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Streptomyces lividans inhibits the proliferation of the fungus Verticillium dahliae on seeds and roots of Arabidopsis thaliana.

Meschke H, Schrempf H - Microb Biotechnol (2010)

Bottom Line: The extension of hyphae from each individual strain correlates with the reduction of the pectin-containing mucilage-layer.As a result, plants have considerably reduced disease symptoms.As spores of the beneficial S. lividans strain are obtainable in large quantity, its application is highly attractive.

View Article: PubMed Central - PubMed

Affiliation: FB Biology/Chemistry, Applied Genetics of Microorganisms, University of Osnabrück, Barbarastr. 13, 49069 Osnabrück, Germany.

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Mentions: Seeds were inoculated on agar plates (without extra carbon source) in the absence or the presence of V. dahliae or S. lividans. Alternatively, seeds were grown alone or together with both partners. During the first 23 h, hyphae of S. lividans or V. dahliae started to proliferate within the mucilage. After 3 days of co‐cultivation, seeds were investigated with Ruthenium red (Fig. 4A–F), a dye that interacts with acidic polysaccharides (Western et al., 2000). The mucilage of the A. thaliana seed had a gel‐like, pink‐violet stain and appeared intact (Fig. 4A and D, controls). The incubation of A. thaliana seeds together with S. lividans (Fig. 4B and E) provoked a massive proliferation of S. lividans hyphae, which correlated with a reduction in staining (Fig. 4B and E). The growth of V. dahliae hyphae led to massive dismantling of the mucilage (Fig. 4C and F).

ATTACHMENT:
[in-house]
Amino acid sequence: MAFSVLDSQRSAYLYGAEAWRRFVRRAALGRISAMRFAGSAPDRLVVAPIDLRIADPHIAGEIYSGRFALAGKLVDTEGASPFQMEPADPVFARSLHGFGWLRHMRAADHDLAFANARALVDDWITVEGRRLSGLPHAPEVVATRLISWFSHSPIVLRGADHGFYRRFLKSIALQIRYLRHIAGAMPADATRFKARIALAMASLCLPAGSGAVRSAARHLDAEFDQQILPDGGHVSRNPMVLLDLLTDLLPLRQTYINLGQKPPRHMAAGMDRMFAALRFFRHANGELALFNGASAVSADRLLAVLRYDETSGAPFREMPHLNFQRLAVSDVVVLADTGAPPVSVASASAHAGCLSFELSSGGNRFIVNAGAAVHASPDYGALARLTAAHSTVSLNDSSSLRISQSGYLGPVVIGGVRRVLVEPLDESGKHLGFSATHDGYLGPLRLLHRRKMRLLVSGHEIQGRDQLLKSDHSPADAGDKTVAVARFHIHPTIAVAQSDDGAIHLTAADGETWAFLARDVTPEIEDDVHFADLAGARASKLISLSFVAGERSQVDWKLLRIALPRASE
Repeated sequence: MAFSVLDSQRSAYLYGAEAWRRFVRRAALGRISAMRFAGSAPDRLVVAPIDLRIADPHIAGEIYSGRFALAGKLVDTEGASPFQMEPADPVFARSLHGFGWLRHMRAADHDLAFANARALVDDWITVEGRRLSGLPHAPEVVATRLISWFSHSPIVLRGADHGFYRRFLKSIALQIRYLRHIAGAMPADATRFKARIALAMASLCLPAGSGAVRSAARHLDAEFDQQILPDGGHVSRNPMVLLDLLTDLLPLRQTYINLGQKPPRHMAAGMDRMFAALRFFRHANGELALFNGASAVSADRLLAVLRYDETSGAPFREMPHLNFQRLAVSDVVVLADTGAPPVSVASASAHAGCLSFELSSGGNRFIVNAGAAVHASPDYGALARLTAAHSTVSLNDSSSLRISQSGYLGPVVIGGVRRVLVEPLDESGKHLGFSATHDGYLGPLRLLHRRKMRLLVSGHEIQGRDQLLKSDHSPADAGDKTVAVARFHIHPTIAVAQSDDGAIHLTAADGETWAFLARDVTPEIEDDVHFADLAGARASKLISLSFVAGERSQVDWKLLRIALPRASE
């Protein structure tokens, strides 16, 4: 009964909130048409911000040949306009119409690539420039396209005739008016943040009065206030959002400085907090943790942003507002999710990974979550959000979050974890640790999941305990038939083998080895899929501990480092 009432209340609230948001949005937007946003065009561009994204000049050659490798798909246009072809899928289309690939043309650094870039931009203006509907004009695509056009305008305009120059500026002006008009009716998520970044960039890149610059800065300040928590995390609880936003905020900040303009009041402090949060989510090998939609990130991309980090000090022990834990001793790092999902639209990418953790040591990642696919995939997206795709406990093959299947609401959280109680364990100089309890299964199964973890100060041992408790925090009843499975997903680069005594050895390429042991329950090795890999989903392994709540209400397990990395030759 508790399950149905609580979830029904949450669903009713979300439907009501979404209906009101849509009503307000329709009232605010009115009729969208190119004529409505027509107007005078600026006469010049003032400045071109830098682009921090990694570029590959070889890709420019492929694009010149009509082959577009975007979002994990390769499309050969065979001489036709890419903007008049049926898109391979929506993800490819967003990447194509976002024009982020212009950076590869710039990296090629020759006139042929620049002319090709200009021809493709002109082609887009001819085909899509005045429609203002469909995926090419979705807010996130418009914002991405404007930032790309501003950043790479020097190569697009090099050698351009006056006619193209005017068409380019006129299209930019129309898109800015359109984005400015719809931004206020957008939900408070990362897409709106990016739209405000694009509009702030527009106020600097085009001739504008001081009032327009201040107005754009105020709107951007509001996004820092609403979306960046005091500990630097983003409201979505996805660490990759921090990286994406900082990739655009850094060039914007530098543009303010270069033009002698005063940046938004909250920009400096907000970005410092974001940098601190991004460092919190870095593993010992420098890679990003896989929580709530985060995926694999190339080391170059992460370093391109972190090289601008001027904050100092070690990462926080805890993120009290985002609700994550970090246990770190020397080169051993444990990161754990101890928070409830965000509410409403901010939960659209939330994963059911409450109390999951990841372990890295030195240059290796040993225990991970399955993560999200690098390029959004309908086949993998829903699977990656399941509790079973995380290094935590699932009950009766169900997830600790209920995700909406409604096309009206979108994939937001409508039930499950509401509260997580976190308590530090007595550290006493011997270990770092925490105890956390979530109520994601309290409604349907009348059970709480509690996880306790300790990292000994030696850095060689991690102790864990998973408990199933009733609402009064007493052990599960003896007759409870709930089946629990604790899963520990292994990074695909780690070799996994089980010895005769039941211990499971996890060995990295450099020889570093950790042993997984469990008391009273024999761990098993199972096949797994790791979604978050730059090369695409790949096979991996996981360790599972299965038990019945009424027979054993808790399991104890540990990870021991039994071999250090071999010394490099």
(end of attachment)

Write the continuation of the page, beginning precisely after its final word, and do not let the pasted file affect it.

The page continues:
Streptomyces lividans inhibits the proliferation of the fungus Verticillium dahliae on seeds and roots of Arabidopsis thaliana.

Meschke H, Schrempf H - Microb Biotechnol (2010)

© Copyright Policy
Related In: Results  -  Collection

Show All Figures
getmorefigures.php?uid=PMC3815809&req=5

Mentions: Seeds were inoculated on agar plates (without extra carbon source) in the absence or the presence of V. dahliae or S. lividans. Alternatively, seeds were grown alone or together with both partners. During the first 23 h, hyphae of S. lividans or V. dahliae started to proliferate within the mucilage. After 3 days of co‐cultivation, seeds were investigated with Ruthenium red (Fig. 4A–F), a dye that interacts with acidic polysaccharides (Western et al., 2000). The mucilage of the A. thaliana seed had a gel‐like, pink‐violet stain and appeared intact (Fig. 4A and D, controls). The incubation of A. thaliana seeds together with S. lividans (Fig. 4B and E) provoked a massive proliferation of S. lividans hyphae, which correlated with a reduction in staining (Fig. 4B and E). The growth of V. dahliae hyphae led to massive dismantling of the mucilage (Fig. 4C and F).

Bottom Line: The extension of hyphae from each individual strain correlates with the reduction of the pectin-containing mucilage-layer.As a result, plants have considerably reduced disease symptoms.As spores of the beneficial S. lividans strain are obtainable in large quantity, its application is highly attractive.

View Article: PubMed Central - PubMed

Affiliation: FB Biology/Chemistry, Applied Genetics of Microorganisms, University of Osnabrück, Barbarastr. 13, 49069 Osnabrück, Germany.

Show MeSH
Related in: MedlinePlus